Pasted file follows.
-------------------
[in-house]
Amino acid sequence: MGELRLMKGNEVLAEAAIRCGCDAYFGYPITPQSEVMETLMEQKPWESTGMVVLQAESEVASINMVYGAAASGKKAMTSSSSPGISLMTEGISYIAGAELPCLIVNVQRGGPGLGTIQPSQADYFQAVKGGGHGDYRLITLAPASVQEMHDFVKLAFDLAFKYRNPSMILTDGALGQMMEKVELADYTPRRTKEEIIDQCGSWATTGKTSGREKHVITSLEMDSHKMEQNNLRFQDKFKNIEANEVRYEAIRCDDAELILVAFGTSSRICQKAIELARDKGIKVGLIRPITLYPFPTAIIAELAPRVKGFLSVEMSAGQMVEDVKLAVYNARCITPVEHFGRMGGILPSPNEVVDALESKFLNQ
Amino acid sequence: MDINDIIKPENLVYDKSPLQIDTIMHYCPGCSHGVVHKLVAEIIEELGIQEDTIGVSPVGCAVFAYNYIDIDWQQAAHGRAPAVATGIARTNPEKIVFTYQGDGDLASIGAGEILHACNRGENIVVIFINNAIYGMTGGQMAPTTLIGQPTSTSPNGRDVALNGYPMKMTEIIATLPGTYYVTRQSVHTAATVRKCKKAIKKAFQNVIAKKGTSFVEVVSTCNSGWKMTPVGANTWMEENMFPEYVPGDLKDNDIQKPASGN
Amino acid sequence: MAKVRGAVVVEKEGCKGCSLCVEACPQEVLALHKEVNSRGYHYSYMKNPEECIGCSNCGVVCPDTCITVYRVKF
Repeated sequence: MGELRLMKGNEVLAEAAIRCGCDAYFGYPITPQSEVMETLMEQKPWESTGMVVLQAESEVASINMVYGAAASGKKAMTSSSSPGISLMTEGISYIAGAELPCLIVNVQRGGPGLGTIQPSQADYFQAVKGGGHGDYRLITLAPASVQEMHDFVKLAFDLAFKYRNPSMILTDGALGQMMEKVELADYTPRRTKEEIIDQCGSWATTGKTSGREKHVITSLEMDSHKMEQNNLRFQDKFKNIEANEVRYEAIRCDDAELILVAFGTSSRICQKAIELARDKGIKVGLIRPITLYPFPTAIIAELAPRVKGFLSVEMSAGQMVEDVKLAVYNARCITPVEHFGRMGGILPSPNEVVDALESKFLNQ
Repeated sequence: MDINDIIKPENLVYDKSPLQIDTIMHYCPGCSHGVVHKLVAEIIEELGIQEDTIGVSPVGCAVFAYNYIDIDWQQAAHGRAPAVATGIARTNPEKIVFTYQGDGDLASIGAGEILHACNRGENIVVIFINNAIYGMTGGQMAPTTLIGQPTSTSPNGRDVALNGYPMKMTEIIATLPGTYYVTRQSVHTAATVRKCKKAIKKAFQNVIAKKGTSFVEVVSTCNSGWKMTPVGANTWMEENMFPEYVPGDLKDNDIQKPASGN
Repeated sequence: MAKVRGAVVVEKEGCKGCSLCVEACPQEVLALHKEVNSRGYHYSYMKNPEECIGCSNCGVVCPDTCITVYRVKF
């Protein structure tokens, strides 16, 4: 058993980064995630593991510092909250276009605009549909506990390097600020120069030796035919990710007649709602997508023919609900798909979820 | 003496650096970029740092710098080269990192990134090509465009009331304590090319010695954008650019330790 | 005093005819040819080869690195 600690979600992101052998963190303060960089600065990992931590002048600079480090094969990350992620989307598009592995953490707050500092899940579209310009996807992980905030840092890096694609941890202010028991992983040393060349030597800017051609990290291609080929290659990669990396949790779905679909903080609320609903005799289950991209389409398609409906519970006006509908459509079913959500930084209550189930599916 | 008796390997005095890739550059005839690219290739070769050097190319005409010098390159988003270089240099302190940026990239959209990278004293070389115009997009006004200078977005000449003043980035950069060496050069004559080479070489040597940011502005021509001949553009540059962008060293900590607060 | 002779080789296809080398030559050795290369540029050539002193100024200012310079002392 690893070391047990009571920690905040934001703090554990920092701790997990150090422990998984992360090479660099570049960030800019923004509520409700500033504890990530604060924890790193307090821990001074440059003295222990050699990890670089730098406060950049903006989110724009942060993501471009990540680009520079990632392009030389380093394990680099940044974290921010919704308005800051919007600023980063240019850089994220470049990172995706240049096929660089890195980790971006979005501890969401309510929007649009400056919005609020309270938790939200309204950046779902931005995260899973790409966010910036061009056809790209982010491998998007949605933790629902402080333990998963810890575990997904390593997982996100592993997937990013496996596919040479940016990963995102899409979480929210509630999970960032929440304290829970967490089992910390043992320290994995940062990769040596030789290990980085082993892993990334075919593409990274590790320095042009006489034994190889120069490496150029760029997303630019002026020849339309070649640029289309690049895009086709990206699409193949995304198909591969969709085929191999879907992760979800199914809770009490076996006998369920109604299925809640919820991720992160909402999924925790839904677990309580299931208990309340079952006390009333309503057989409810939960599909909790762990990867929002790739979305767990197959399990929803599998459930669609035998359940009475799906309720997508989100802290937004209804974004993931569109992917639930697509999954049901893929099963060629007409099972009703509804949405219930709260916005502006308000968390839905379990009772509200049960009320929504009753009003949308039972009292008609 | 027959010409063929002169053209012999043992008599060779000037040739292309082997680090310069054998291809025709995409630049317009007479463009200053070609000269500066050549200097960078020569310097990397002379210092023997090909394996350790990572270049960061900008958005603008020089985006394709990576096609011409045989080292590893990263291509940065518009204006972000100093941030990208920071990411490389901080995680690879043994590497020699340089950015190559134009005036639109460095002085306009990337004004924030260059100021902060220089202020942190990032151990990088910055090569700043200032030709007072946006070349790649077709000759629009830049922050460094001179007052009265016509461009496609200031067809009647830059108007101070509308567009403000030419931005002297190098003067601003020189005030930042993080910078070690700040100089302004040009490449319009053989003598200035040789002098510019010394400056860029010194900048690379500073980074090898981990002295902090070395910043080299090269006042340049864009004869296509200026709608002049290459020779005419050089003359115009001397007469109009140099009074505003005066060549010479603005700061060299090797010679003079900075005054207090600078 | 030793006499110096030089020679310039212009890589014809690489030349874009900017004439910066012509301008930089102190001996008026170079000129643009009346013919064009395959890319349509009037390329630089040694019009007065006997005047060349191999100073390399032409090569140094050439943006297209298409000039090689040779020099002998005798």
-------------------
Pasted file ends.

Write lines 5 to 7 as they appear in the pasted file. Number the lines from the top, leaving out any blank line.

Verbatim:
Repeated sequence: MGELRLMKGNEVLAEAAIRCGCDAYFGYPITPQSEVMETLMEQKPWESTGMVVLQAESEVASINMVYGAAASGKKAMTSSSSPGISLMTEGISYIAGAELPCLIVNVQRGGPGLGTIQPSQADYFQAVKGGGHGDYRLITLAPASVQEMHDFVKLAFDLAFKYRNPSMILTDGALGQMMEKVELADYTPRRTKEEIIDQCGSWATTGKTSGREKHVITSLEMDSHKMEQNNLRFQDKFKNIEANEVRYEAIRCDDAELILVAFGTSSRICQKAIELARDKGIKVGLIRPITLYPFPTAIIAELAPRVKGFLSVEMSAGQMVEDVKLAVYNARCITPVEHFGRMGGILPSPNEVVDALESKFLNQ
Repeated sequence: MDINDIIKPENLVYDKSPLQIDTIMHYCPGCSHGVVHKLVAEIIEELGIQEDTIGVSPVGCAVFAYNYIDIDWQQAAHGRAPAVATGIARTNPEKIVFTYQGDGDLASIGAGEILHACNRGENIVVIFINNAIYGMTGGQMAPTTLIGQPTSTSPNGRDVALNGYPMKMTEIIATLPGTYYVTRQSVHTAATVRKCKKAIKKAFQNVIAKKGTSFVEVVSTCNSGWKMTPVGANTWMEENMFPEYVPGDLKDNDIQKPASGN
Repeated sequence: MAKVRGAVVVEKEGCKGCSLCVEACPQEVLALHKEVNSRGYHYSYMKNPEECIGCSNCGVVCPDTCITVYRVKF